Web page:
Listen: Chris Witts presents Morning Devotions.
Abraham Lincoln once said: “If I tried to read, much less answer, all the criticism made of me, and all the attacks levelled against me, this office would have to close for all other business. I do the best I know how”. Most public leaders know that criticism is part of their life. They face criticism every day, some fair and some unfair.
I like the story of the day the first steam engine was ready for its trial run in the early 19th century. A large crowd had come to watch, most sceptical that the engine could move anywhere. It got up, steam started to hiss, and they shouted, “It will not start”. The whistle blew, and puffing and snorting, the locomotive began to slowly move. They were amazed, but not convinced. “It will not keep going”, they yelled. Strangely enough, it kept going. Still stubborn in their criticism, they said, “But will it stop?”
Have you felt the sting of criticism? Do you know what it’s like to be criticised unfairly by other people? I think most of us have had that happen. We are often quick to point out somebody else’s faults, but we get upset when another points out our deficiencies.
Sometimes we criticise others as a result of our own inferior feelings, and a need to bolster our own level of confidence. If you were to count up the number of times you have criticised another, what would the number be? Try putting yourself in the other person’s shoes for a moment. You’ve heard the old statement, Sticks and stones may break my bones, but words will never harm me. It’s surprising this slogan has survived through time because it is untrue. To say our words don’t hurt is a lie. Words do affect people, and can demolish another’s character.
Don’t Judge Others—Love One Another
The Apostle James in his letter says:
Don’t criticise and speak evil about each other, dear brothers. If you do, you will be fighting against God’s law of loving one another, declaring it is wrong…Only he who made the law can rightly judge among us. So what right do you have to judge or criticize others?” (James 4:11-12 – TLB).
Let’s also see what Jesus said. In Matthew 7, he said:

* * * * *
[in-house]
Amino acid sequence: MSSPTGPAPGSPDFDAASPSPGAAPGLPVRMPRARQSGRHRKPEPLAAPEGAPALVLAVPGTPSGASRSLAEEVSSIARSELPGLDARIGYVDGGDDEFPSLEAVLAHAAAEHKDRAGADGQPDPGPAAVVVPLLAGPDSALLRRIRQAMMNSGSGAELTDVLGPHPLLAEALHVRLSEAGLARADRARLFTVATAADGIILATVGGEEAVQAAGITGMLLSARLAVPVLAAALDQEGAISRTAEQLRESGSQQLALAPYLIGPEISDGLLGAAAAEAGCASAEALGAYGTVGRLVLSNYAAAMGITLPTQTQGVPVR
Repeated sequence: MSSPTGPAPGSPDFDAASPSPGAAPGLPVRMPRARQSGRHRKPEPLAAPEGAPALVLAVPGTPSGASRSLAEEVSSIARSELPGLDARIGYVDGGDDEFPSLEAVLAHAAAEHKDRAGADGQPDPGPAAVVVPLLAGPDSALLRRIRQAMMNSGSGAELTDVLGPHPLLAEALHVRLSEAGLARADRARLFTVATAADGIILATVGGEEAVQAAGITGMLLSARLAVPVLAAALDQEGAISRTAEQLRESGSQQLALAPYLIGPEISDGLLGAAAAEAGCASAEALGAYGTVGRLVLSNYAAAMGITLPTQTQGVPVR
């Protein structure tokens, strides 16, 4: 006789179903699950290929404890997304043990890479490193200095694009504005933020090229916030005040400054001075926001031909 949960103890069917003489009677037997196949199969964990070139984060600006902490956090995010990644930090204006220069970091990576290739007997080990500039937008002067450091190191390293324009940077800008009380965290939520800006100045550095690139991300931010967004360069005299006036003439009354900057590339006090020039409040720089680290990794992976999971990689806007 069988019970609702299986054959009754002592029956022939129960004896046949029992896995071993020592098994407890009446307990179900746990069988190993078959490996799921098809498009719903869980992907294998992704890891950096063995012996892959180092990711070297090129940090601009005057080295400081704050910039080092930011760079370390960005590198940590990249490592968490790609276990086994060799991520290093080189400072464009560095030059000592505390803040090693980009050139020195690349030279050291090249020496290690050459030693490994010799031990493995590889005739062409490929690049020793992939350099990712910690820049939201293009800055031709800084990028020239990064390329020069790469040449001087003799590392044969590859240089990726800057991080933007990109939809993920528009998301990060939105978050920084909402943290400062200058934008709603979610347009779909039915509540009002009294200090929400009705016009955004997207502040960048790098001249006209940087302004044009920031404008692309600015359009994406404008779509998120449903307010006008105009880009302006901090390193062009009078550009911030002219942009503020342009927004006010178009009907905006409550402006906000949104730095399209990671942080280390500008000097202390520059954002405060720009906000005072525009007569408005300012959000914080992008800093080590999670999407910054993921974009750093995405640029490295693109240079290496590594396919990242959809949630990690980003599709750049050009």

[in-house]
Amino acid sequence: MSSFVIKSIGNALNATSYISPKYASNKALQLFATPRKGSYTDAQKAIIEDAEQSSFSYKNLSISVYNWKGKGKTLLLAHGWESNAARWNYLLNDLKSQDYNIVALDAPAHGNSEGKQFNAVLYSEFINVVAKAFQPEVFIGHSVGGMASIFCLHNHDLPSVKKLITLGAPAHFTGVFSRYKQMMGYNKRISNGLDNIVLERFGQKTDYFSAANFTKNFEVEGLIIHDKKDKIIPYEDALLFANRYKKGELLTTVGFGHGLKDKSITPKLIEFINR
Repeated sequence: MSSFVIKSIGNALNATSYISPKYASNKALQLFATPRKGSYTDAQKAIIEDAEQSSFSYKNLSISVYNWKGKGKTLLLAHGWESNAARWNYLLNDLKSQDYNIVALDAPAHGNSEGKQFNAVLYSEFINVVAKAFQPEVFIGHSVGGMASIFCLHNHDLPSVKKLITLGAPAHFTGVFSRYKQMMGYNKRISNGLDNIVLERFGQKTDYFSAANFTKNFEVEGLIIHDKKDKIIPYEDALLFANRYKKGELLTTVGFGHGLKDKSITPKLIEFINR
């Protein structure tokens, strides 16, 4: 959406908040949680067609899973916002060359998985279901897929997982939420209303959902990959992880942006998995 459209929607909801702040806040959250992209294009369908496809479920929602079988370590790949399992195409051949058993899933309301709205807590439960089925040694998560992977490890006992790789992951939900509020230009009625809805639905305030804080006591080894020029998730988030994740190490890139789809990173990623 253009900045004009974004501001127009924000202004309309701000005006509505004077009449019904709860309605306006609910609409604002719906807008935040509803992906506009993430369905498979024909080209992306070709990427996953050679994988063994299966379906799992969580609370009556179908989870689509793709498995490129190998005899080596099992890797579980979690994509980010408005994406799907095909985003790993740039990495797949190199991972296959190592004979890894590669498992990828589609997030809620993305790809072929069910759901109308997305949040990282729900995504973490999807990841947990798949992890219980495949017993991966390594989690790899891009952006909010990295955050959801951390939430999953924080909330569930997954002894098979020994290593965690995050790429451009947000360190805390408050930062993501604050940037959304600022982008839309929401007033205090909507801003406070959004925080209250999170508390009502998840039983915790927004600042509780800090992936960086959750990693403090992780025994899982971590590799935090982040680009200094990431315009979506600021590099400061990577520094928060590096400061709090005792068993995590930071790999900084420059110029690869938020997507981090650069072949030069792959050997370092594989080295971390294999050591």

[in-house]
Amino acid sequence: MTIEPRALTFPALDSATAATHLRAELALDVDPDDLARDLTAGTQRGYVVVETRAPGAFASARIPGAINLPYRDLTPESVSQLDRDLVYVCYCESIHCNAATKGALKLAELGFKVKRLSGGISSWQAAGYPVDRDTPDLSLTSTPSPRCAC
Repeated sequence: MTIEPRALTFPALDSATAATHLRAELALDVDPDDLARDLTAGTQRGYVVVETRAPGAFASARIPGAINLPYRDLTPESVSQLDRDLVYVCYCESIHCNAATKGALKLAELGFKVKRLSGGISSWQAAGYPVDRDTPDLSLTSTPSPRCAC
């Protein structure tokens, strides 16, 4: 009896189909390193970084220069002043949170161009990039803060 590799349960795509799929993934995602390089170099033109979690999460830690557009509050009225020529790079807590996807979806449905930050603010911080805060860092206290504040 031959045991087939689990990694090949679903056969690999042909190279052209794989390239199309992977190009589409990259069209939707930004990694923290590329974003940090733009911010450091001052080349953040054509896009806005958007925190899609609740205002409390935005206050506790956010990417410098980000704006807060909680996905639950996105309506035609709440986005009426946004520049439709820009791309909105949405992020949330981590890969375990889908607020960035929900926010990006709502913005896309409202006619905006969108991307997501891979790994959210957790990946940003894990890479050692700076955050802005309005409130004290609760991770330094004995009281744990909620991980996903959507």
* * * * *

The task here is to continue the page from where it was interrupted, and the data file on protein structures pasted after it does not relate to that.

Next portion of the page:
Don’t criticise, and you wont be criticised. For others will treat you as you treat them. And why worry about a speck in the eye of a brother when you have a board in your own? Should you say ‘Friend, let me help you get that speck out of your eye’, when you can’t even see because of the board in your own? Hypocrite! First get rid of the board. Then you can see to help your brother. (Matthew 7: 1-5 – TLB)
When Jesus spoke of criticism or judgementalism, he was using a Greek word which literally means ‘to talk against’ or ‘to talk down’. In other words, to run someone down, to defame, slander, to backbite. We will never know the damage this does to another.
Jesus says we should not allow ourselves to develop and maintain a critical, judgemental spirit. He was talking about our attitude, really, towards other people. In condemning them, sometimes all we are doing is hiding our own sin or inadequacies, by pointing out the failure of others. It can be a smokescreen. Jesus warned us about this because one day we ourselves will be judged.
Are You an Armchair Critic?
God is the ultimate judge of all things, so he alone is qualified to judge. If we try to, we only look silly as we set ourselves up to be God. So Jesus wants us to eliminate the critical attitude. After all, how can we be critical of another when we have faults and sins of our own? What he wants us to do is evaluate our own life, look at our own shortcomings, and be honest about them. If we don’t, he says we are being hypocritical.
When we truly see ourselves for who we are, we are less tempted to want to criticise. After all, we need the mercy of God, and we should treat others the same way we would want to be treated. Jesus calls us to love one another, to seek their highest good. We are called to build one another up, not destroy them by gossip or harsh criticism.
There was a group one day who were about to stone a woman who had been caught in the act of adultery, but Jesus was there and said, “Let him who is without sin among you be the first to throw a stone at her” (John 8:7).
No-one has the right to criticise unless he or she is prepared to do better than that person who is being criticised. The world is full of armchair critics who would never dream of getting up and taking action.